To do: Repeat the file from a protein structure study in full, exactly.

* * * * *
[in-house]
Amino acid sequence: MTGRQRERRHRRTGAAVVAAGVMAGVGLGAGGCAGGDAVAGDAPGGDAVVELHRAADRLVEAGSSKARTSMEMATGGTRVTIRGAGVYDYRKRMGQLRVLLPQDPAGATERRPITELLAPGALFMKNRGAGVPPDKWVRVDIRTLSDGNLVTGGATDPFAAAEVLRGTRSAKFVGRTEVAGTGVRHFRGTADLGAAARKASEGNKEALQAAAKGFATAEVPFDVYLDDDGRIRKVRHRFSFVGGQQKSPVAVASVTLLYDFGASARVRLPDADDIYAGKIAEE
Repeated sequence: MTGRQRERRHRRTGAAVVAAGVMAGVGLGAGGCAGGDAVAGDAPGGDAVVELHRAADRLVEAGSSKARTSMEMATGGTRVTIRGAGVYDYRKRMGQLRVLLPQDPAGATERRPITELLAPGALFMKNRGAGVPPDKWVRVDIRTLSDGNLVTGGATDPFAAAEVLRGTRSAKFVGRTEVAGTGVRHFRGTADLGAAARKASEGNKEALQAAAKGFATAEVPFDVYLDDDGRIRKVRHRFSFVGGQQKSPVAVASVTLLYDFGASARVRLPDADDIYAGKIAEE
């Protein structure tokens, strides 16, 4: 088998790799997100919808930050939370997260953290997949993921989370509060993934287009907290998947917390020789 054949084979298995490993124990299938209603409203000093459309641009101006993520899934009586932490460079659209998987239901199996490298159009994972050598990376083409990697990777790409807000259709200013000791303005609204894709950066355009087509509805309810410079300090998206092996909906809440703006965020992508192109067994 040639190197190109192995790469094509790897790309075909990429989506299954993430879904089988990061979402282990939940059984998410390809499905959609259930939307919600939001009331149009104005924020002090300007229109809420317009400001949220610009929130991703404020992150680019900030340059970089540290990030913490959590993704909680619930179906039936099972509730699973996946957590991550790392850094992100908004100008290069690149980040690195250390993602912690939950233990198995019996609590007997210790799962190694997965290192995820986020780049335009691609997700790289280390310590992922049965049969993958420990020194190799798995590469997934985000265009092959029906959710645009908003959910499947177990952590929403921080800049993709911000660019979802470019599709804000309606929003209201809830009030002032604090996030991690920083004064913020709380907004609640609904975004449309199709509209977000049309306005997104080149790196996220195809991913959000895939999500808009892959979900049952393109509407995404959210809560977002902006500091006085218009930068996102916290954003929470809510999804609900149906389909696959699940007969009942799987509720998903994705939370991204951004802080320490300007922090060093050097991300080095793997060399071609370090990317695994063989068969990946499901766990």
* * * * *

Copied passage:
[in-house]
Amino acid sequence: MTGRQRERRHRRTGAAVVAAGVMAGVGLGAGGCAGGDAVAGDAPGGDAVVELHRAADRLVEAGSSKARTSMEMATGGTRVTIRGAGVYDYRKRMGQLRVLLPQDPAGATERRPITELLAPGALFMKNRGAGVPPDKWVRVDIRTLSDGNLVTGGATDPFAAAEVLRGTRSAKFVGRTEVAGTGVRHFRGTADLGAAARKASEGNKEALQAAAKGFATAEVPFDVYLDDDGRIRKVRHRFSFVGGQQKSPVAVASVTLLYDFGASARVRLPDADDIYAGKIAEE
Repeated sequence: MTGRQRERRHRRTGAAVVAAGVMAGVGLGAGGCAGGDAVAGDAPGGDAVVELHRAADRLVEAGSSKARTSMEMATGGTRVTIRGAGVYDYRKRMGQLRVLLPQDPAGATERRPITELLAPGALFMKNRGAGVPPDKWVRVDIRTLSDGNLVTGGATDPFAAAEVLRGTRSAKFVGRTEVAGTGVRHFRGTADLGAAARKASEGNKEALQAAAKGFATAEVPFDVYLDDDGRIRKVRHRFSFVGGQQKSPVAVASVTLLYDFGASARVRLPDADDIYAGKIAEE
């Protein structure tokens, strides 16, 4: 088998790799997100919808930050939370997260953290997949993921989370509060993934287009907290998947917390020789 054949084979298995490993124990299938209603409203000093459309641009101006993520899934009586932490460079659209998987239901199996490298159009994972050598990376083409990697990777790409807000259709200013000791303005609204894709950066355009087509509805309810410079300090998206092996909906809440703006965020992508192109067994 040639190197190109192995790469094509790897790309075909990429989506299954993430879904089988990061979402282990939940059984998410390809499905959609259930939307919600939001009331149009104005924020002090300007229109809420317009400001949220610009929130991703404020992150680019900030340059970089540290990030913490959590993704909680619930179906039936099972509730699973996946957590991550790392850094992100908004100008290069690149980040690195250390993602912690939950233990198995019996609590007997210790799962190694997965290192995820986020780049335009691609997700790289280390310590992922049965049969993958420990020194190799798995590469997934985000265009092959029906959710645009908003959910499947177990952590929403921080800049993709911000660019979802470019599709804000309606929003209201809830009030002032604090996030991690920083004064913020709380907004609640609904975004449309199709509209977000049309306005997104080149790196996220195809991913959000895939999500808009892959979900049952393109509407995404959210809560977002902006500091006085218009930068996102916290954003929470809510999804609900149906389909696959699940007969009942799987509720998903994705939370991204951004802080320490300007922090060093050097991300080095793997060399071609370090990317695994063989068969990946499901766990």